Jeremy's Notebook

Pensacola Calls on Open-Government Guru

July 10, 2013

The city of Pensacola is turning to the First Amendment Foundation in an effort to address issues with its public records process.

“We deal with nothing but open government,” said Barbara Petersen, president of FAF. “We’re kinda like the open government experts.”

Last week, the State Attorney charged two of Mayor Ashton Hayward’s top staffers with non-criminal public records violations. This week, the mayor has announced measures to deal with the city’s public records issues.

In addition to purchasing new software to better track and fill requests, Hayward said he is looking to FAF to “help with extensive training with our employees.”

“It is my goal to reinforce excellence as a part of our culture when it comes to fulfilling public records requests,” the mayor said in a statement, “and I remain steadfast in my insistence on transparency in my administration.”

The First Amendment Foundation deals with open-government and transparency issues throughout the state of Florida. The organization works with citizens, the media and government; it conducts seminars and symposiums and fields a hotline.

“We’ve got our hands full, believe me,” Petersen said.

The FAF president said that City Communications Director Tamara Fountain contacted her last week. Petersen plans to run city employees through sessions pertaining to both public records and open meetings.

“What I’m recommending to the city is that we do two separate sessions,” she explained, “and that we spend three to four hours in each one.”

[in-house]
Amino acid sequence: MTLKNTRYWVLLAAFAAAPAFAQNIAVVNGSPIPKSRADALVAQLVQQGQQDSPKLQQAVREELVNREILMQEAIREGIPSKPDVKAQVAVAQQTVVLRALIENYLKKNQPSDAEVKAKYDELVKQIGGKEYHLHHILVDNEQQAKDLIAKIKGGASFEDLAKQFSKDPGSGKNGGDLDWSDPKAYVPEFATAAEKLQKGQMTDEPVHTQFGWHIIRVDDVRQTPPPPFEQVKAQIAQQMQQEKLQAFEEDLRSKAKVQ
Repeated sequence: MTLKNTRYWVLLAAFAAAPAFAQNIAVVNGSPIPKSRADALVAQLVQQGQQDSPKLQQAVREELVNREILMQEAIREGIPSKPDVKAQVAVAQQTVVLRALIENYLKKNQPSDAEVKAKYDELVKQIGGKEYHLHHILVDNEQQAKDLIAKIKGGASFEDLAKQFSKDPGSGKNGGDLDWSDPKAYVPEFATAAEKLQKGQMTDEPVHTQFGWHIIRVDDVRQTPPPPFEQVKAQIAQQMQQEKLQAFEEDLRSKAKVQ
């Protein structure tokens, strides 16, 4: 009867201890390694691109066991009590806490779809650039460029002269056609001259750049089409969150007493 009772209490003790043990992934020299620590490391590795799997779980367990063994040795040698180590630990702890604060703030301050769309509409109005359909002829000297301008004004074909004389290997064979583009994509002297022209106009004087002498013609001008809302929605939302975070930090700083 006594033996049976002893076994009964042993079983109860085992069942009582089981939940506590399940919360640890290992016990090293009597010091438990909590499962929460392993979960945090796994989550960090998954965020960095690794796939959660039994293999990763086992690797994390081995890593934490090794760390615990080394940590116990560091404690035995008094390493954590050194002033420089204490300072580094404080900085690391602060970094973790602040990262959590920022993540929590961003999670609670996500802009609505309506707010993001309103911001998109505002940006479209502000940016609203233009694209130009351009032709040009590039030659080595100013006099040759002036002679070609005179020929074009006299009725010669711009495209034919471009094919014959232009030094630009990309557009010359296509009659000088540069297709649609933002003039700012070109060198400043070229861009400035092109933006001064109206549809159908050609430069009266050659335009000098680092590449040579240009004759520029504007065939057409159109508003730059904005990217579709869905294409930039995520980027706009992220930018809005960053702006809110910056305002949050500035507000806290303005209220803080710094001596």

There may also be a third session, open to the public.

Although she’s not yet familiar with the episode that led to the public record charges last week, Petersen said she is familiar with the area. The FAF president has worked in the Pensacola area before—she recalled a forum sponsored by the Pensacola News Journal, as well as some work with the Escambia County School District.

Petersen also noted that the area has a reputation in the state. She pointed out that recent legislation pertaining to open meetings stemmed from a local case involving the Community Maritime Park Associates board.

“Pensacola and Escambia County kind of stand out as problems,” she said.

Petersen said she expected to conduct her sessions with the city in August.

“There’s a lot of responsibility on government and they’ve gotta do it right,” Petersen said.

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  • Steve Sharp July 10, 2013 at 9:37 pm

    I thought Mr. Cosson was an expert of the Florida Sunshine Law, why do they need to bring in an outside agency to correct this? Why are the taxpayers of Pensacola paying for Mr. Cosson’s salary if he can’t perfrom his job?

  • CJ Lewis July 10, 2013 at 9:06 am

    Having been on the receiving end of what I belatedly learned was an incomplete public records response from Hayward, in which I had asked for all documents (“legal opinions”) related to Hayward’s nonsensical assertion that the Charter does not require him “to attend all meetings of the City Council,” I hope he shows a hint of leadership in his final days in office by no longer using his private Yahoo e-mail account to conduct the public business of the city out-of-the-Sunshine.

    In this case, the city government is rotting from the head down. Moreover, it’s incredibly ironic that the person arguably the most secretive mayor in the history of Pensacola, Ashton “Catch Me If You Can” Hayward, is now pontificating about his insistence on transparency. The fact that the City Council is sitting on its hands doing and saying nothing further reinforces the point that no legislative branch oversight equals no executive branch accountability.

    Lastly, I agree with Councilman Larry Johnson that the Council needs to be made even smaller than the projected seven members (in 2016) and urge him to propose another Charter amendment further reducing the size of the Council to just five members all newly elected during the 2014 election.